I made an extra example to show you even more possibilities. You can view it below. The transcription is is available by clicking here.

Demystifying the pentatonic scales

You will get the most out of this article if you try to make up your own basslines using the pentatonic scale. First try making a bassline over just a minor chord, and then over just a major chord. When you get the hang of it, try applying both the minor and the major pentatonic scales to a progression like I did in the exercise above.

I hope this article gave you some insights into how you can use the pentatonic scales. If you have any questions, suggestions or remarks about this lesson, please let me know below in the comments.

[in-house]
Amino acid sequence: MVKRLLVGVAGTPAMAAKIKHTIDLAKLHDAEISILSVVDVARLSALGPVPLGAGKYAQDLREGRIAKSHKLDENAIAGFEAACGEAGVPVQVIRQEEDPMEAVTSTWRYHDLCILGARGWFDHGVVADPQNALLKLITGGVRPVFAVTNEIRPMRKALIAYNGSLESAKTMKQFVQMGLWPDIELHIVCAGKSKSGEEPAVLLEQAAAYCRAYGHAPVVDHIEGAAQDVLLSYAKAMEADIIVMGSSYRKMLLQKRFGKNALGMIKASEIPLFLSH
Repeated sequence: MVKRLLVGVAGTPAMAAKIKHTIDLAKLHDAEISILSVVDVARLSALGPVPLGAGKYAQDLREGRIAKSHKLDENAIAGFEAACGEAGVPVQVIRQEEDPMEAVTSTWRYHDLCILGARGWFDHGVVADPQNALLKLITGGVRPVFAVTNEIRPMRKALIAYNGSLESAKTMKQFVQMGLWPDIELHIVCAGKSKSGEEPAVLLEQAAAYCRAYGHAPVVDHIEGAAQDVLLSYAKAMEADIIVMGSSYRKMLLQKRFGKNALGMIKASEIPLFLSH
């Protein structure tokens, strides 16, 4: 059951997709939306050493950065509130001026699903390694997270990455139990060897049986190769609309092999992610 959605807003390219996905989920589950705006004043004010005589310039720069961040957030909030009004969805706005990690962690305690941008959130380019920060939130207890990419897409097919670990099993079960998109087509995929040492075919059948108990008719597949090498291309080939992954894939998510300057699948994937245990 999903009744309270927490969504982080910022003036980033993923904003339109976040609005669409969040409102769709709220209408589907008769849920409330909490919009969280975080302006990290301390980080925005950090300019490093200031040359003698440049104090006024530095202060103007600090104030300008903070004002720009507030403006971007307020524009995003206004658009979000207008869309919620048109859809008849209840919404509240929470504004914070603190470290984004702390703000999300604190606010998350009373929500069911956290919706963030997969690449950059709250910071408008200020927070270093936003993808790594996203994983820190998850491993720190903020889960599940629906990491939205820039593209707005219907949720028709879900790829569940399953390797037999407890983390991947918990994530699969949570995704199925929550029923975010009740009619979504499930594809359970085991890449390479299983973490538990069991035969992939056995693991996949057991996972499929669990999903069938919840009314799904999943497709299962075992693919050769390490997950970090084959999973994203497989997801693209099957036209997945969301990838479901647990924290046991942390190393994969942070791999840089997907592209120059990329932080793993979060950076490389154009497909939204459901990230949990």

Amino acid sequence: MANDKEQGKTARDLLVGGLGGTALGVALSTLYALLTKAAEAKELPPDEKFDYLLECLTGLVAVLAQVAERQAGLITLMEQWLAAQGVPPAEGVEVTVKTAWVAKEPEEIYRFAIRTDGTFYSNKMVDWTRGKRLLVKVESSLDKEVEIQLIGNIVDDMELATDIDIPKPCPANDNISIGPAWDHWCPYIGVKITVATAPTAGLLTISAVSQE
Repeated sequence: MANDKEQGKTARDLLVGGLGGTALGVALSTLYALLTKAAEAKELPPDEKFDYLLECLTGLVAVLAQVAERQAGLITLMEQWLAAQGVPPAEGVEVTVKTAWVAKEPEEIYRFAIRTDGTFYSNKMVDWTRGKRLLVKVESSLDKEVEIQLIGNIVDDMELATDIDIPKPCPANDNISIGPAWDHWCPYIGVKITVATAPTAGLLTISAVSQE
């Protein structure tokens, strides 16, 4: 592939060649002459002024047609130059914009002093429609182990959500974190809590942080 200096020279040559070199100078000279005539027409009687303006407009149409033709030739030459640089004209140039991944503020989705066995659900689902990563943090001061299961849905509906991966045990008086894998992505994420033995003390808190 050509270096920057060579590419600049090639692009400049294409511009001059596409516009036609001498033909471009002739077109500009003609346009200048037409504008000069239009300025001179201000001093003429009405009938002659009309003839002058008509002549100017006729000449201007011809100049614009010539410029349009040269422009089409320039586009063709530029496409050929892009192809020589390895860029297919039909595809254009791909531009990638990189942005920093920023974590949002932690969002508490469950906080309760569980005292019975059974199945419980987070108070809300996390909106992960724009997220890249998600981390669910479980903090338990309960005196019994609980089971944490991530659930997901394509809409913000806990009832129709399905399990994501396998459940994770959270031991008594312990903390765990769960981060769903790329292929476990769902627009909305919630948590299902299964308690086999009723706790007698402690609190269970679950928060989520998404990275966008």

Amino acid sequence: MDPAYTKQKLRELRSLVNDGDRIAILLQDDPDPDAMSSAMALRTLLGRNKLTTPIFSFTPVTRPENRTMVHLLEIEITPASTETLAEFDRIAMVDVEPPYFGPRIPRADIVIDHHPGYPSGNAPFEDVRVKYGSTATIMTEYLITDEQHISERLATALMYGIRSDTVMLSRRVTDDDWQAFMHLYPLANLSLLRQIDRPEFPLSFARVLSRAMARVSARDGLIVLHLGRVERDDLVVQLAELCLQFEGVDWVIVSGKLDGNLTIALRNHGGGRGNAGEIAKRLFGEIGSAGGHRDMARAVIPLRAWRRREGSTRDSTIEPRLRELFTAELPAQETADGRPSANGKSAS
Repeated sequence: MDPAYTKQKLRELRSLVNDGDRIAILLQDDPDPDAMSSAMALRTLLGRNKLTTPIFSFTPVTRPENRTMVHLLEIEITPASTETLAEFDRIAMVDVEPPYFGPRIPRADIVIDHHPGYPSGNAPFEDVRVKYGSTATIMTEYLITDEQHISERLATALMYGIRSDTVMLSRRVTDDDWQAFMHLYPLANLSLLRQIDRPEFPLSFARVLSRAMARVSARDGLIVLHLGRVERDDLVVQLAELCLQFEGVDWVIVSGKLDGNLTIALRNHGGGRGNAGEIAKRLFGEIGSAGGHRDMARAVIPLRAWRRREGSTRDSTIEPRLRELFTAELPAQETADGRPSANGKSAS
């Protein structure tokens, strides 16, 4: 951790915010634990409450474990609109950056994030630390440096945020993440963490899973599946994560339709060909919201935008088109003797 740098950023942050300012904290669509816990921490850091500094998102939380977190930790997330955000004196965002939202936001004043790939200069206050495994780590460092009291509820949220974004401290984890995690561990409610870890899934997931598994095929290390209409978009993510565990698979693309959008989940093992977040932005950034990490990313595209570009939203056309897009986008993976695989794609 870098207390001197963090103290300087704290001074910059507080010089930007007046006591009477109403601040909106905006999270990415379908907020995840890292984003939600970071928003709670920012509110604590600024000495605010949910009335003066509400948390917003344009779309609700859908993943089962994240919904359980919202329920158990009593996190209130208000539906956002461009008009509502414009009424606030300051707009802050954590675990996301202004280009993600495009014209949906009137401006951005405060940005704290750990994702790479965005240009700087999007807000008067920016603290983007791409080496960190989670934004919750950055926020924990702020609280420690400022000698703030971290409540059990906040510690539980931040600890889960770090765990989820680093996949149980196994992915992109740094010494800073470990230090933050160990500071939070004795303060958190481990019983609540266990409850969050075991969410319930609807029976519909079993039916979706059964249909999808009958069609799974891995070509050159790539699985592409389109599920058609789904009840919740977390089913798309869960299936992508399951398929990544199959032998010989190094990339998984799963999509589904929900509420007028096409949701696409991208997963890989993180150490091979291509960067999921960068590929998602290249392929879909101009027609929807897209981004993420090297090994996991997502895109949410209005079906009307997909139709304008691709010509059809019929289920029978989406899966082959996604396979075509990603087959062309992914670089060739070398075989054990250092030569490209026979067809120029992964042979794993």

1. Excellent content. Question. If I have a song that goes. G. F Am C. do I play a G major pentatonic scale or what? How do I know if I should play a Major or Minor pentatonic scale. And if it was minor, not sure how I would know, but do I play a G minor pentatonic scale?


    1. Hi Dean-O,
      Basically, on every major chord you play a major pentatonic scale. On every minor chord you play a minor pentatonic scale. So on the G, play a G major pentatonic, on the F play an F major pentatonic, on the Aminor play an A minor pentatonic.